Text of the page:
Sierpina also noted the 2016 field is one of the most diverse - racially, culturally, geographically and economically - for both the Democrats and Republicans. He cited self-described democratic-socialist Bernie Sanders and real estate developer/reality TV star Donald Trump as noted examples from both sides.
Two years ago, after the close of the 2013 Clinical Impact Symposium, the clinicians from Kindred's Dallas/Fort Worth Integrated Care Market returned home with the intent to delve further into deep training on cognitive care. They pulled together clinicians from all over their market and decided where to start - developing a training program that was workable within the hospital environment.
The team, headed by Jane Dailey, Vice President of Clinical Operations for the hospital division in the east and southeast regions, piloted the program and studied the results. Initially, the plan was to integrate the program into the hospital division's new cognitive care training program before it was spread out into the other fields.
Every time JoAnna James took her husband, Lawrence, to the doctor, she left the hospital without understanding what was wrong with him.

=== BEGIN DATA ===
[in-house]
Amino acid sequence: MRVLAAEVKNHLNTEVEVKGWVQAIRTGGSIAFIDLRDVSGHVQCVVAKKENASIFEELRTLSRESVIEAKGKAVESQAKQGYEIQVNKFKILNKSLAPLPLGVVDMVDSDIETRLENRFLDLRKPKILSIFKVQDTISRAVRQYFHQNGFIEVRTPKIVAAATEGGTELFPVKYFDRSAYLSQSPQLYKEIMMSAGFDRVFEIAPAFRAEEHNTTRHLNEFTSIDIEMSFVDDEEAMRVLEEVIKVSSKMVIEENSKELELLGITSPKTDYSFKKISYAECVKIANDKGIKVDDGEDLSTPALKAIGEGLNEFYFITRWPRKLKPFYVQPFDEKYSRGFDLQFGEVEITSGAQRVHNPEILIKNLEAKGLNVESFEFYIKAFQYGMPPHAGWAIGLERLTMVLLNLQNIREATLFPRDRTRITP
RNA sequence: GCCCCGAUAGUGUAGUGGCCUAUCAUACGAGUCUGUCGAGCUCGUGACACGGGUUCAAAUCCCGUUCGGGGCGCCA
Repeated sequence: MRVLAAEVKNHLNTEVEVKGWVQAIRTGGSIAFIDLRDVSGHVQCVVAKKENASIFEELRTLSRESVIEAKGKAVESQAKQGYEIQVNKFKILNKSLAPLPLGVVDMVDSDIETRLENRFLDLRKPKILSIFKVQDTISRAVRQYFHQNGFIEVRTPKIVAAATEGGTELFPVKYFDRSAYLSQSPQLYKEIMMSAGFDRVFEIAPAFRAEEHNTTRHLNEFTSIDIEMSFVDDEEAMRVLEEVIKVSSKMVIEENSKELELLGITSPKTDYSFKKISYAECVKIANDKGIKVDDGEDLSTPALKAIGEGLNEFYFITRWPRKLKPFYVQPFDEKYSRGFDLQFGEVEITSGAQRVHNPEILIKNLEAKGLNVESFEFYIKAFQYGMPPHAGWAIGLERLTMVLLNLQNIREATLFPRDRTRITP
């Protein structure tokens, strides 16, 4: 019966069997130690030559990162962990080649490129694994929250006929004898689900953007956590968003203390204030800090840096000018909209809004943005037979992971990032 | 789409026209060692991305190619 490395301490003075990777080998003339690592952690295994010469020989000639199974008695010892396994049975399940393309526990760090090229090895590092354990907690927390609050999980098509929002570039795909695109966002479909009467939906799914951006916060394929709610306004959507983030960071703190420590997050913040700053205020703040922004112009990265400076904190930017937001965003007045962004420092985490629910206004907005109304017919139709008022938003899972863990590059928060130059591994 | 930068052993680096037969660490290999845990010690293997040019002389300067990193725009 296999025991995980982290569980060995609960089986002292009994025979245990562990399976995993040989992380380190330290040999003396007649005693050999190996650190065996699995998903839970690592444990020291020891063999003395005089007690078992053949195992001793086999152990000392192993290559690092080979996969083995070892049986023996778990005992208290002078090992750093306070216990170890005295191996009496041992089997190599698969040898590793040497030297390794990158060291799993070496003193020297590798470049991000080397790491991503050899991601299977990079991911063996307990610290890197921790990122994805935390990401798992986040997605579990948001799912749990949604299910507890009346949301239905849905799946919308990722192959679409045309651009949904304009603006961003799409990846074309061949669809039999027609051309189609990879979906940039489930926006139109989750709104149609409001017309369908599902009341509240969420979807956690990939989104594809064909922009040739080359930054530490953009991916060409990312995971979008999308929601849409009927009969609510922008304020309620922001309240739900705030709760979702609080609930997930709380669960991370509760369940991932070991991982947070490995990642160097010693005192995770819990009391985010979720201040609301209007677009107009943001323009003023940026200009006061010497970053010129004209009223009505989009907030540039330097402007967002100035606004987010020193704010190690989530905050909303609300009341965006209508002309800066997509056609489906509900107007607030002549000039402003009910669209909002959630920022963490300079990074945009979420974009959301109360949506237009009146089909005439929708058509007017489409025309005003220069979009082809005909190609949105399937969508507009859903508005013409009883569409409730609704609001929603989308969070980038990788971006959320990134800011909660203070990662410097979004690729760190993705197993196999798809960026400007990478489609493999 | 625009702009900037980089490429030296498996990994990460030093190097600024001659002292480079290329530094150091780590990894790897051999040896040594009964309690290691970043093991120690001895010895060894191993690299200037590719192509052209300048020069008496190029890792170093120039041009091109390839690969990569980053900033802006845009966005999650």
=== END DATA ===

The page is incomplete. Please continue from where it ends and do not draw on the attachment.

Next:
Dr. Roberta Miller hits the road at 8 a.m. to see her patients. Many are too old or sick to go to the doctor. So the doctor comes to them.
Imagine a world where a patient is able to access pre acute care rather than just post acute care; a world where there is a more central role for post acute care. At the end of the 2015 Clinical Impact Symposium's second full day, the clinicians were treated to a dinner where William Altman, Executive Vice President for Strategy, Policy and Integrated Care provided insights into Kindred's current position in the world, as well as where we are headed.
Altman spoke to how we, as a company, are figuring out how to reposition ourselves in this new world, where healthcare is patient-centric.
"I don't know what is going to happen," Altman said. "But I do know that our country has reached a tipping point when it comes to integrated care."